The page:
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Pediatric Infectious Disease Journal:
doi: 10.1097/INF.0000000000000454
HIV Reports

Predicting Mortality in HIV-infected Children Initiating Highly Active Antiretroviral Therapy in a Resource-deprived Setting

Nugent, James MPH, MD*; Edmonds, Andrew MSPH, PhD; Lusiama, Jean MD; Thompson, Deidre MPH; Behets, Frieda MPH, PhD§; for the Pediatric HIV Care and Treatment Group

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Background: While highly active antiretroviral therapy (HAART) programs have been scaled up across sub-Saharan Africa, no prognostic models for the prediction of mortality risk for children initiating HAART are widely available. Current clinical prediction tools for human immunodeficiency virus (HIV)-infected children are derived from pre-HAART data and therefore cannot predict mortality for children initiating HAART. The purpose of this study was to develop a mortality risk scoring system for HIV-infected children beginning HAART in a resource-deprived setting.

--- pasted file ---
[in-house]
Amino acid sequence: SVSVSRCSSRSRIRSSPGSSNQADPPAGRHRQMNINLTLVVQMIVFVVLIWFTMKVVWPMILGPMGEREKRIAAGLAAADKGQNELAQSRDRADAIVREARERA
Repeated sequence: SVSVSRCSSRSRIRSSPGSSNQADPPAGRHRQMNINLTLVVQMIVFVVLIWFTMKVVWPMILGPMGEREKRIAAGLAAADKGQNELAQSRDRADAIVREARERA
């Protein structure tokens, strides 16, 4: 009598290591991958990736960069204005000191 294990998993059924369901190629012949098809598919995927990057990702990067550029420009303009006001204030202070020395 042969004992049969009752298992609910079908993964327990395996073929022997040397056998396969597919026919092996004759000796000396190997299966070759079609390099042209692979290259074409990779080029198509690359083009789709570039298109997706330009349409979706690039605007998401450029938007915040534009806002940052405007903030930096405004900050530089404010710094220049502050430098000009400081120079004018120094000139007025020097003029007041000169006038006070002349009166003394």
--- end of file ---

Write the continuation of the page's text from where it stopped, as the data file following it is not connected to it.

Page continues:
Methods: Observational data from HIV-infected children initiating HAART from December 2004 through March 2012 in Kinshasa, Democratic Republic of Congo, were analyzed. Cox proportional hazards models were constructed to assess associations between demographic and clinical characteristics at the time of HAART initiation and mortality. Each child received a model-based risk score predicting mortality after HAART initiation.

Results: By 31 March 2012, 1010 children had started HAART. One hundred three children (10.2%) died at a median of 5.3 months post-HAART initiation, yielding a mortality rate of 3.4 deaths per 100 child-years. The final mortality prediction model included undernutrition, low CD4 count, HIV symptoms, and low total lymphocyte count. These factors were highly predictive of mortality in the study population (C statistic = 0.79) and performed well when applied to the validation population (C statistic = 0.77).

Conclusions: Mortality among children starting HAART in resource-deprived settings can be predicted using a simple scoring system incorporating several readily available factors. Identifying predictors of mortality will help clinicians target modifiable risk factors, such as undernutrition, which are not directly addressed by HAART.

© 2014 by Lippincott Williams & Wilkins, Inc.


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